To Sens. Michael Bennett and John Hickenlooper:

As a retired school counselor and owner of a small consulting company, I have helped many students and parents over the last 20 years navigate the complicated journey to post-secondary education. I use the term “post-secondary” as a more inclusive term rather than “college.” I know how complicated that process is and how expensive it is to achieve. Colorado and the United States need an educated workforce. However, educated does not mean a four-year college degree; it means training after high school.

I have read with interest plans for “free” tuition to help students realize their dream of an education beyond high school, but I feel there are too many negatives in those ideas. I would like to propose another. Why not do a loan forgiveness based on completion rather than just attending?

The 2019-2020 average cost of tuition and fees at a public, four-year college in Colorado was $11,084 a year and for a two-year program the cost was $4,620. The average cost of only tuition and fees was $7,493, so for the sake of discussion, let’s use $7,500 as our starting point.

Any student wishing to achieve a certificate or degree (remember that there are many adults who were not able to go to “college” so this should be open to all ages) could borrow up to $7,500 a year. Even students who qualify for federal grants based on income have other expenses that keep them from attending. These expenses can range from food or child care in addition to books and ever increasing housing costs. Consequently, the loan should not be based solely on tuition. This loan would be on record with the school which they choose to attend, and the federal government would pay that school, perhaps into a student account, up to the agreed $7,500. Many students will choose to go to a school out of state or to a private institution, but the loan would be based on a public, in-state cost model. When that student completes the certificate program or degree, his/her school would notify the federal government, and the loan would be forgiven.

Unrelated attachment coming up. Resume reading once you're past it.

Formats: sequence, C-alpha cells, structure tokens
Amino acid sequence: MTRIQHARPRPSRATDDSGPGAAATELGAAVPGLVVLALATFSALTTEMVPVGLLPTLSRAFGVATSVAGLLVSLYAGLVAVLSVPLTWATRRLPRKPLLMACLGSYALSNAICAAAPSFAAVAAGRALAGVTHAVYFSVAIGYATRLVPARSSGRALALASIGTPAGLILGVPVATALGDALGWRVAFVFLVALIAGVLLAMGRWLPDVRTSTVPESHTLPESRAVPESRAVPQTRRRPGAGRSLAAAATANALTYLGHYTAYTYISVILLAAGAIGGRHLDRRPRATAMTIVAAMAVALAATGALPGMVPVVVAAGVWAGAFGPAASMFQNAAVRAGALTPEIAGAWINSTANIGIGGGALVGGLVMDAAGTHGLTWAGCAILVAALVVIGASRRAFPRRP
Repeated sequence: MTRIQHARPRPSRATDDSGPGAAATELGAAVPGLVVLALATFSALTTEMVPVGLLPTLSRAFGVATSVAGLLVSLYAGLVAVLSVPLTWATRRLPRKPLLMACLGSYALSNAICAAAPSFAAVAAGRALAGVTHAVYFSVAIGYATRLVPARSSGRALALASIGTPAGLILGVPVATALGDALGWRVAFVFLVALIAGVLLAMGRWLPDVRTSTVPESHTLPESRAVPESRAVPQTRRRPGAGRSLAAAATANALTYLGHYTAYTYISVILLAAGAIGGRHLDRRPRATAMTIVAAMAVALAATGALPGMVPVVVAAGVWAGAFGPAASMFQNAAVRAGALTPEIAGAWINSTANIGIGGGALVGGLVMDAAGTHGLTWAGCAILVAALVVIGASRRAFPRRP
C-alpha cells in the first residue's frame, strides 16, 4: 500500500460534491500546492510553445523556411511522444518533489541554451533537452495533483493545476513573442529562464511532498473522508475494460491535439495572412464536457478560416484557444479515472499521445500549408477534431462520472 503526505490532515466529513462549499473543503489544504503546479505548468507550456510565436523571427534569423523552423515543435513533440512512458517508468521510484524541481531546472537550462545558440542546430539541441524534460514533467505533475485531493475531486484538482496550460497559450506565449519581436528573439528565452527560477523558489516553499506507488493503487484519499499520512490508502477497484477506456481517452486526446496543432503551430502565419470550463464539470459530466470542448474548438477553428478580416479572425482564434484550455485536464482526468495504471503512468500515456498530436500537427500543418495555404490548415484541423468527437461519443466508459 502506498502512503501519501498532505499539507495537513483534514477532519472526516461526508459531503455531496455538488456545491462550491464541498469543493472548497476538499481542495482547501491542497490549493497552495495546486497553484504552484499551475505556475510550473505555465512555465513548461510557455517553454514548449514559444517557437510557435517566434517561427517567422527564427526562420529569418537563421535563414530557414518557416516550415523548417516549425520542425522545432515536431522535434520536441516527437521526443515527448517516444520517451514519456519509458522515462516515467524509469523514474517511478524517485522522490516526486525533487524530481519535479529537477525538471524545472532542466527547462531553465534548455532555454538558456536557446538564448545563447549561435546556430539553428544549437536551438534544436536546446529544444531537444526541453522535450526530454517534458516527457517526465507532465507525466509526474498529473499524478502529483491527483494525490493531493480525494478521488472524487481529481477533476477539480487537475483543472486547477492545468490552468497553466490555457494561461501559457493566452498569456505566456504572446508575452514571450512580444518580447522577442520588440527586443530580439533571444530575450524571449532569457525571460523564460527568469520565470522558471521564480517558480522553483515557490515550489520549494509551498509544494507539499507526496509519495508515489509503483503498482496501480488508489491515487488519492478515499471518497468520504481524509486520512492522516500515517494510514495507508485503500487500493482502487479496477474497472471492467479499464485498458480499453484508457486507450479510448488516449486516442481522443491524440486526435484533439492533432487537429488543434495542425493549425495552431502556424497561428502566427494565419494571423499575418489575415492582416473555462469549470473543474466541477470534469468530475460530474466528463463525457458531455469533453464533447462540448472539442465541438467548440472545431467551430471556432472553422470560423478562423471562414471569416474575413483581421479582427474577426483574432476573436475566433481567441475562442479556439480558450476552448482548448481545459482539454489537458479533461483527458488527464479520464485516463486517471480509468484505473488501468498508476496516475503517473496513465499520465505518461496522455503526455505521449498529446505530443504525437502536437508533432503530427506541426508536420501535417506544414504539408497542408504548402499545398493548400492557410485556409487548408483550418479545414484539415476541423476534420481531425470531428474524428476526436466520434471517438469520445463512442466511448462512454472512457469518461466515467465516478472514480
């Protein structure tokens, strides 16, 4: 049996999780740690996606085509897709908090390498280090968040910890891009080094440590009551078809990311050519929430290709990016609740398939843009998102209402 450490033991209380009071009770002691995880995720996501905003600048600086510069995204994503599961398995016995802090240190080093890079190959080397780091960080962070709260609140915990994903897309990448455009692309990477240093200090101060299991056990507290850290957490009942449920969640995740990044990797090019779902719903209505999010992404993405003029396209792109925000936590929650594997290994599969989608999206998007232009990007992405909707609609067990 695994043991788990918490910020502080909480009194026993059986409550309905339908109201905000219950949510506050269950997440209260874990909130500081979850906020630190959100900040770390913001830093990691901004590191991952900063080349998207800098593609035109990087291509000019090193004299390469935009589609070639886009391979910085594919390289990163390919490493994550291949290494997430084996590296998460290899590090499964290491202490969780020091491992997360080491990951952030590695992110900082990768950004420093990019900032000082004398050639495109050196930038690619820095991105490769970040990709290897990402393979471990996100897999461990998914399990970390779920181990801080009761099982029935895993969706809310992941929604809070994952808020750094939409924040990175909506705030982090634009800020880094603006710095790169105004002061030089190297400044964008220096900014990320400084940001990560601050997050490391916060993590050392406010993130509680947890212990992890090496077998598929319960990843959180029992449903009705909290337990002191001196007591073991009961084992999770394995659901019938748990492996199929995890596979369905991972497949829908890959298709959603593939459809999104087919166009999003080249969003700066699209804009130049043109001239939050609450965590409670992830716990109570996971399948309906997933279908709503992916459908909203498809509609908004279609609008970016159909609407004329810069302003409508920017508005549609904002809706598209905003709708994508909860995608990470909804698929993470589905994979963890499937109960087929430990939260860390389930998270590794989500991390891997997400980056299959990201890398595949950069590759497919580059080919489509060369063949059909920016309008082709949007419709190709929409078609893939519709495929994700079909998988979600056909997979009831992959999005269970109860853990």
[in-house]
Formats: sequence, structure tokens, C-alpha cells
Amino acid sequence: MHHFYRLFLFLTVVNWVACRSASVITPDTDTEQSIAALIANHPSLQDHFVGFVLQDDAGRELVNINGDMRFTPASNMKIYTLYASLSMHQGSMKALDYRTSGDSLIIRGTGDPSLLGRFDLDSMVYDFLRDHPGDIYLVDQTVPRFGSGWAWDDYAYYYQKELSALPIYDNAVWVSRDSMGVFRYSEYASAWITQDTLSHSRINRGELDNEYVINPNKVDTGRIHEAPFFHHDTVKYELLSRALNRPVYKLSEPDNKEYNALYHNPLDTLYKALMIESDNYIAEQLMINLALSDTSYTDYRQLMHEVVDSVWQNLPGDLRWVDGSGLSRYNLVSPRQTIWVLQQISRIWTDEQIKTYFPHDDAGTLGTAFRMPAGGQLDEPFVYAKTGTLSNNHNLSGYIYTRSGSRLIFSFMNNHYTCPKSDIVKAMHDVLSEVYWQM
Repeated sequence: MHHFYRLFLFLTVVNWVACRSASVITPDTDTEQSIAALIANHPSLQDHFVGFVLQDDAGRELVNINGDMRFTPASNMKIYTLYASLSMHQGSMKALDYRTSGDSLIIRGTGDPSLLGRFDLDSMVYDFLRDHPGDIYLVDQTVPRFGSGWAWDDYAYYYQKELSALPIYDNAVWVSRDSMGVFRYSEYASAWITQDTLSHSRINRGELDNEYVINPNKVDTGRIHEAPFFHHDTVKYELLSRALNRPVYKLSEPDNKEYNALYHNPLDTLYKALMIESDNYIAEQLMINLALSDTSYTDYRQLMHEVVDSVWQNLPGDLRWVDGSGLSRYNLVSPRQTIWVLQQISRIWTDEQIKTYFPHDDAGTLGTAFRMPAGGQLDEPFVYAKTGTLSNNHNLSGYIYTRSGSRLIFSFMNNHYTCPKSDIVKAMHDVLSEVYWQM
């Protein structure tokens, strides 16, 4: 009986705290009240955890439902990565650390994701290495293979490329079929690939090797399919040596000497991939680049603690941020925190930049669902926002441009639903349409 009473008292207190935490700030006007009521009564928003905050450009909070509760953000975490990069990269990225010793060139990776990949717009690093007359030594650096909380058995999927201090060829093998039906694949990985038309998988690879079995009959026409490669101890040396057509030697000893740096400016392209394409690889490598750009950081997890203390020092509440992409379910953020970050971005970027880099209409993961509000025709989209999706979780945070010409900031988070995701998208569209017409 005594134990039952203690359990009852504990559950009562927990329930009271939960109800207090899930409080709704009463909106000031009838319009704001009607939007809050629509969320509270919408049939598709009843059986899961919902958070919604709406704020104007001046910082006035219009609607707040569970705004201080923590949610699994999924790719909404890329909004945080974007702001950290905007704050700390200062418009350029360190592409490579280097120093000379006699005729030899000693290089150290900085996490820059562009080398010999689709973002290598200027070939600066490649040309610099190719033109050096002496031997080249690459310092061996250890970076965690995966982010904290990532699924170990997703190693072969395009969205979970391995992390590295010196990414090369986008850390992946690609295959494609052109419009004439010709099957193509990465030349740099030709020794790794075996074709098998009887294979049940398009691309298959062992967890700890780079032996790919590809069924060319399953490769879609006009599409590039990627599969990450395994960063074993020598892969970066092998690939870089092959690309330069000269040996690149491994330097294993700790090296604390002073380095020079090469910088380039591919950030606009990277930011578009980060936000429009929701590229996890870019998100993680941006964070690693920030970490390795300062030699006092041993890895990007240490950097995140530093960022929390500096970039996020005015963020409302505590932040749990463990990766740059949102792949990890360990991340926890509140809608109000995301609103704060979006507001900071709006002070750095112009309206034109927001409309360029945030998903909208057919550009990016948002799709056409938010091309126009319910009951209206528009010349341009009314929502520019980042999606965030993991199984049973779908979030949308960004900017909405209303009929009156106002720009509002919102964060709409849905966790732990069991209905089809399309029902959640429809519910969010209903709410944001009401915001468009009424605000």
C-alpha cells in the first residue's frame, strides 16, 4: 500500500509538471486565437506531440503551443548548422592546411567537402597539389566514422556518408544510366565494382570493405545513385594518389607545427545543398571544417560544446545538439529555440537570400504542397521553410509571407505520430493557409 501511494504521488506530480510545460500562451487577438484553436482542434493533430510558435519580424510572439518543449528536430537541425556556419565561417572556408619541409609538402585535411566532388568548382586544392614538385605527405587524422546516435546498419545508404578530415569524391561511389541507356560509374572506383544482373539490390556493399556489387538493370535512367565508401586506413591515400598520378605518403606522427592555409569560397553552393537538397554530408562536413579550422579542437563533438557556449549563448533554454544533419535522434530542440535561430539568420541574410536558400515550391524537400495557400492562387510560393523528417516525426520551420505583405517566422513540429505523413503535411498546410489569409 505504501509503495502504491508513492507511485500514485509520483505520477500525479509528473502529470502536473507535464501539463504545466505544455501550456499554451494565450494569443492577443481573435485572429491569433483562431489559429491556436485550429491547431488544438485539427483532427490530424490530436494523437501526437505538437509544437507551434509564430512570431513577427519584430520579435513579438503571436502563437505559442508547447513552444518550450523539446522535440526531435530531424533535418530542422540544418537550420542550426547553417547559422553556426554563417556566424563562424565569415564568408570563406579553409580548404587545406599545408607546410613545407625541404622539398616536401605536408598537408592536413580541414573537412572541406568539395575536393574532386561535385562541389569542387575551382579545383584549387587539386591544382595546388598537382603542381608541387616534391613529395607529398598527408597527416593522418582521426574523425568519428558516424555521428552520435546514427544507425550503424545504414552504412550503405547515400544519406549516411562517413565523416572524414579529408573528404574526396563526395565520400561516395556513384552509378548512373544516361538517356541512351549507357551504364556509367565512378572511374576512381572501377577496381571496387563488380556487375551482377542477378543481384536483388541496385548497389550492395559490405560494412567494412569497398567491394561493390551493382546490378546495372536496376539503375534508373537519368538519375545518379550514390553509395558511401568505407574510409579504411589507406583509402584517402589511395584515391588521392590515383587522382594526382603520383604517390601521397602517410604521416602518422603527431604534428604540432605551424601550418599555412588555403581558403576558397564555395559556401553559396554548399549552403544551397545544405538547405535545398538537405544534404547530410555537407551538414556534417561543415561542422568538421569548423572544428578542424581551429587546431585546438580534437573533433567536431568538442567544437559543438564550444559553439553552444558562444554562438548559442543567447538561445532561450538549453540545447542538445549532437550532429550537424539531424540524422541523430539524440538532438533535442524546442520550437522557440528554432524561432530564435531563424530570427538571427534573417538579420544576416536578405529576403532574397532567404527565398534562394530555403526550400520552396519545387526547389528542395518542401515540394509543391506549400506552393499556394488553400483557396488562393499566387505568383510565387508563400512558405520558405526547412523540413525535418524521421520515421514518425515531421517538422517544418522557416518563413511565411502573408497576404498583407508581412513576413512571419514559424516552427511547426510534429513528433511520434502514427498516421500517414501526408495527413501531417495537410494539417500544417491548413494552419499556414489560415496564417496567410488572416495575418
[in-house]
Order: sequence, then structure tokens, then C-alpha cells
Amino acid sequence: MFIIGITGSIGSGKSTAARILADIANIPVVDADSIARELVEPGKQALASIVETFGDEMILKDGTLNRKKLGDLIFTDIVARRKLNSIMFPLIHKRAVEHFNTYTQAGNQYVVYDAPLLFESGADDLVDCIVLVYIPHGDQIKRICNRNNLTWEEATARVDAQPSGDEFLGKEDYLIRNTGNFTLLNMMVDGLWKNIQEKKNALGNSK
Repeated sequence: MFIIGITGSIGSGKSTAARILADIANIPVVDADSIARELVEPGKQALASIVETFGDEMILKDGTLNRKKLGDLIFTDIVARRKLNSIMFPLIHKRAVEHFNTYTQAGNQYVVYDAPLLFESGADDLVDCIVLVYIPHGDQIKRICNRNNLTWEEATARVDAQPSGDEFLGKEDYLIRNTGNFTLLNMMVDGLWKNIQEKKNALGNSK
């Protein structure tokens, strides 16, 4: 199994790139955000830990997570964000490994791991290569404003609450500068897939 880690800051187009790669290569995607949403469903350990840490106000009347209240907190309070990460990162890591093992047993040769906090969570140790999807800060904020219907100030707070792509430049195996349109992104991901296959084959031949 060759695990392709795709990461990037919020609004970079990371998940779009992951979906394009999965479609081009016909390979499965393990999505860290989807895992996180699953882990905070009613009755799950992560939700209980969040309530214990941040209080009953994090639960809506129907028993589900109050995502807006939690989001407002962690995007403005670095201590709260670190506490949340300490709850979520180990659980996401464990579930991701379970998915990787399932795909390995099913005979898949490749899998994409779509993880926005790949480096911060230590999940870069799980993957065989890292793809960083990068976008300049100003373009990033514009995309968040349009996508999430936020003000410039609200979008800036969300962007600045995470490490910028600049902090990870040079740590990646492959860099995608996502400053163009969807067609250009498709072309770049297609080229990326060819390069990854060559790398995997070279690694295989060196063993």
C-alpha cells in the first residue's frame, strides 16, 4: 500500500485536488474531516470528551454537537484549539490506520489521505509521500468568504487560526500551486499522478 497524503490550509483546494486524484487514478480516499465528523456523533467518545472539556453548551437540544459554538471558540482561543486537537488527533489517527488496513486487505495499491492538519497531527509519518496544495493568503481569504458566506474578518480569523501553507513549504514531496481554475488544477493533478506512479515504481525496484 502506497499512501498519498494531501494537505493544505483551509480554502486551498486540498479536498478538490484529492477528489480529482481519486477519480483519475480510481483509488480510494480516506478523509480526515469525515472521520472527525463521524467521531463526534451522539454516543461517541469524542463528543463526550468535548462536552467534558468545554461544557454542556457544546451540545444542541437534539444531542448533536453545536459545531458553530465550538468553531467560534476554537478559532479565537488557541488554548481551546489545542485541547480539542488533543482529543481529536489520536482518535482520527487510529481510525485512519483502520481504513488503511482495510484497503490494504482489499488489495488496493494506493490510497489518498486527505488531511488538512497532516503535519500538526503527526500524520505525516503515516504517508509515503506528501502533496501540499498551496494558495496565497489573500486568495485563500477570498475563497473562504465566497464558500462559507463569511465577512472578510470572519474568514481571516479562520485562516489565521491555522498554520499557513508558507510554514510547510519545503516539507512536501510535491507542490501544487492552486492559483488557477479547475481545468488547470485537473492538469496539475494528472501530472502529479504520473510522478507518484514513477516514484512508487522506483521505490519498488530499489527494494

I believe that the smaller the bureaucracy, the better the oversight. Consequently, the school would keep track of its students, not the federal government. This would probably necessitate another loan officer for the school, but that could be covered with federal dollars and would more than pay for itself with greater efficiency. In addition, the schools know their students, so if someone needs to attend part-time and the agreed upon time frame changes, the school would be in a better position to extend the date of completion.

There are several states that have “free tuition” for community colleges. These are admirable programs from which there is a great deal to learn. However, according to the research that I have done, most of these programs are based on first-year, full-time students. There is a great need to extend opportunities to those who may not be able to attend full time or want to complete programs started in the past. I realize that the “devil is in the details,” but after working with students for more than 20 years, programs are more successful if there is an incentive to be diligent, and a tremendous sense of pride is gained for a goal accomplished.

Our country needs an educated workforce, but higher education is very expensive to the exclusion of a large part of our population. I believe monetary help for people who desire a post-secondary certificate or degree is worth our tax dollars, but if developing responsible citizens is also our goal, free money just to attend classes is not the answer. Completion just might be.



Retired educator